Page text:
According to the AP on Tuesday, “Tax collections by the Kansas state government in September fell a sobering $21 million below projections to mark the fourth time in the past six months revenue failed to match targets, officials said Tuesday.
The state’s individual income tax receipts dropped $42.4 million beneath the estimate set earlier this year by a team of state economists and officials in the Gov. Sam Brownback administration. Oil and gas tax revenue also failed to keep pace with the tax blueprint.
The revenue crater would have been twice as deep had it not been for a $21.5 million, or 33 percent, surge in corporate income tax receipts. It’s unclear why that number moved so much to the positive side, but one possibility was that a one-time payment was made to the state.”
Kansas’ tax collections in July and August combined met expectations, but the collections in April, May and June fell a total of $334 million short of expectations.
Entities outside the state are also reporting on the revenue shortfalls in Kansas. “What’s The Matter With Kansas And Its Tax Cuts? It Can’t Do Math,” was the name of a Sept. 23 article in Forbes.
The Nelson A. Rockefeller Institute, which does nonpartisan public policy research for the State University of New York, reported that Kansas had the largest percentage of personal income tax collection decrease in April, May and June 2014 compared to the second quarter of 2013, and the largest in the nation. Kansas had a 42.9 percent decrease in revenue.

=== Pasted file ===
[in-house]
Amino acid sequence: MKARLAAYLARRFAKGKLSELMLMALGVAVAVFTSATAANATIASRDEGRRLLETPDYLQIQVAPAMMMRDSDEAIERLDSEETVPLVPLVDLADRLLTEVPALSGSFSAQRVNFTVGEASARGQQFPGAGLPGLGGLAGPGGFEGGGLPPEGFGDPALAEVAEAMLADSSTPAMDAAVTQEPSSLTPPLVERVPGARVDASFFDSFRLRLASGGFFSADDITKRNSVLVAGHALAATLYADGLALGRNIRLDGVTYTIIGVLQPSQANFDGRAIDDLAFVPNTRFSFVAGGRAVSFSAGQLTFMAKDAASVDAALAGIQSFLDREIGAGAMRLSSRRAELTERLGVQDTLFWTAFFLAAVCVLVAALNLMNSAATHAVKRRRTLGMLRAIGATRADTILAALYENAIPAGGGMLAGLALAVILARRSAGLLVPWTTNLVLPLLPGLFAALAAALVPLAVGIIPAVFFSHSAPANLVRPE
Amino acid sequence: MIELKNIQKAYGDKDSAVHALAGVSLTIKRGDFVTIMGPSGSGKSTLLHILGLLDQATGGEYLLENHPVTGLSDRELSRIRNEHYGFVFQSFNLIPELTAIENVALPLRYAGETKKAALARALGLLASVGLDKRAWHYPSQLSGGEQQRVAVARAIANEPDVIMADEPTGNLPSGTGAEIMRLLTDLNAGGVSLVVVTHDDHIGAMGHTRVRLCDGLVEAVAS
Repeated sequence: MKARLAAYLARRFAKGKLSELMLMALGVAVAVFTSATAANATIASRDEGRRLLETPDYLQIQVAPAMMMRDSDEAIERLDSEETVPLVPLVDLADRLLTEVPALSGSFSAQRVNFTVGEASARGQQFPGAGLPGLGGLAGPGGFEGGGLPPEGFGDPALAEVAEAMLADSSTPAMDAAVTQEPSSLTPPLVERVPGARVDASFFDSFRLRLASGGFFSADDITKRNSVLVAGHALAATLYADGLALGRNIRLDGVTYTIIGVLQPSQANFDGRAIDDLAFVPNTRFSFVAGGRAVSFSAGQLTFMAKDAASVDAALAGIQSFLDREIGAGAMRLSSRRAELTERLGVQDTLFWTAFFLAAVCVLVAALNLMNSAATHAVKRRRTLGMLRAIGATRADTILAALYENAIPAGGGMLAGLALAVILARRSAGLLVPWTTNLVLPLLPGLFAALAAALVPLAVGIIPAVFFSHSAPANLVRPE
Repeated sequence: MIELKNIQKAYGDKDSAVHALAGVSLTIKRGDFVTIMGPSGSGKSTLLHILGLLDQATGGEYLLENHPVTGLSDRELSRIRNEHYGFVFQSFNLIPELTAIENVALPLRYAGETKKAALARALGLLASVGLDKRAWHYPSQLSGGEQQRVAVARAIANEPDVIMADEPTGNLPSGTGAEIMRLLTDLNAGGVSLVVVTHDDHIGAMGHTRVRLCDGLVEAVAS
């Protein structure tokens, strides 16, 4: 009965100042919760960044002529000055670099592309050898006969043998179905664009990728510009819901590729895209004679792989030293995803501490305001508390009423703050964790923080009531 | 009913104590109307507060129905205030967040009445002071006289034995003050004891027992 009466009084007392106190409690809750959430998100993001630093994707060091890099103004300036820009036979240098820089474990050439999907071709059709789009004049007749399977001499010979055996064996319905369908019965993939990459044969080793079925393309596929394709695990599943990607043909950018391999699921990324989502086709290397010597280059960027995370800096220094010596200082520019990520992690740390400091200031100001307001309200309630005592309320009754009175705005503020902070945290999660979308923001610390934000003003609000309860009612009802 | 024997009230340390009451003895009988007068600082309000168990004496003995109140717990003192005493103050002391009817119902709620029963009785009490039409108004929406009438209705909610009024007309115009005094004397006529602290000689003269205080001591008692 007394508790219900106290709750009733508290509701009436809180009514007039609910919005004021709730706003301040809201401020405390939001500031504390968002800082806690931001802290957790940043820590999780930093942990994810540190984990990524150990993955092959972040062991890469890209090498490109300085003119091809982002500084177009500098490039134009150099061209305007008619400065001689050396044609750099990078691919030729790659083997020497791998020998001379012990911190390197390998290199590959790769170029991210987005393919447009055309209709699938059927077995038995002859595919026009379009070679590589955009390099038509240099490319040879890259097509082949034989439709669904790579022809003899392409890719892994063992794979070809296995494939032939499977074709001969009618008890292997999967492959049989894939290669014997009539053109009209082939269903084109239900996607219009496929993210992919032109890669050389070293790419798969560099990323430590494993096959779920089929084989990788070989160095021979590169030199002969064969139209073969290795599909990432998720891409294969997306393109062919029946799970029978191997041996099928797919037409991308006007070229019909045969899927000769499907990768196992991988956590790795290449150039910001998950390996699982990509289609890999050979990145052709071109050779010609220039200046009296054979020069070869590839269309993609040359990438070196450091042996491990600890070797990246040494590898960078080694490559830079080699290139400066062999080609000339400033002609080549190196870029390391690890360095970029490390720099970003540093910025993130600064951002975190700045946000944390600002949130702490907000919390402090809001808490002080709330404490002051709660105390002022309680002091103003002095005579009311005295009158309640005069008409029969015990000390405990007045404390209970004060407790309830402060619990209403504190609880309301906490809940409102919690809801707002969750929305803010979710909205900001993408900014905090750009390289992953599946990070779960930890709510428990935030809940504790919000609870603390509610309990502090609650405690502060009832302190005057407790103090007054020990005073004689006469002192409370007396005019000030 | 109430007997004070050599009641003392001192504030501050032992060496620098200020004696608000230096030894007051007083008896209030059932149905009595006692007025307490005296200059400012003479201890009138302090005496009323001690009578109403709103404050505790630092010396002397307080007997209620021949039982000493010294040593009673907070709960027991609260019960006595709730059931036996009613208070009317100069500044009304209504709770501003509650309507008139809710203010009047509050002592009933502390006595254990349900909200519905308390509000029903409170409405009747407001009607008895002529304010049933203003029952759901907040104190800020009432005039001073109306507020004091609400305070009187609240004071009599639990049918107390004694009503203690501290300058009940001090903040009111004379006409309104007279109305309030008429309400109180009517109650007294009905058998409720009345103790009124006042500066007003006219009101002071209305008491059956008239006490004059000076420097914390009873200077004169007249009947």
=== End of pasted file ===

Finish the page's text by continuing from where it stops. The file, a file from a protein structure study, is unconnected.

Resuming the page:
The Institute reported that the state with the closest percentage of revenue decline was North Dakota, at 32.8 percent. The U.S. had an overall average decline of 7.1 percent.
“The declines in Kansas are mostly attributable to legislated tax changes,” wrote the Institute.
In 2012, Gov. Sam Brownback and the state legislature eliminated state income taxes on 191,000 businesses, which can also include high income professionals. The elimination went to pass through corporations such as LLCs, Sub S Corps, and sole proprietorships. These types of businesses pass through tax liability to the owner who now have no tax liability to their home state.
The results have been devastating, and the “trickle-down” is not trickling down.
No business owner is going to hire employees they don’t need, and at the very least, these income tax cuts should have been tied to hiring employees. There may have been an increase of business filings with the state, but it was mostly a race to change the type of business to a pass through to limit taxes.
Everyone who uses roads, send kids to school, or young adults to college in Kansas needs to be paying something for the privilege.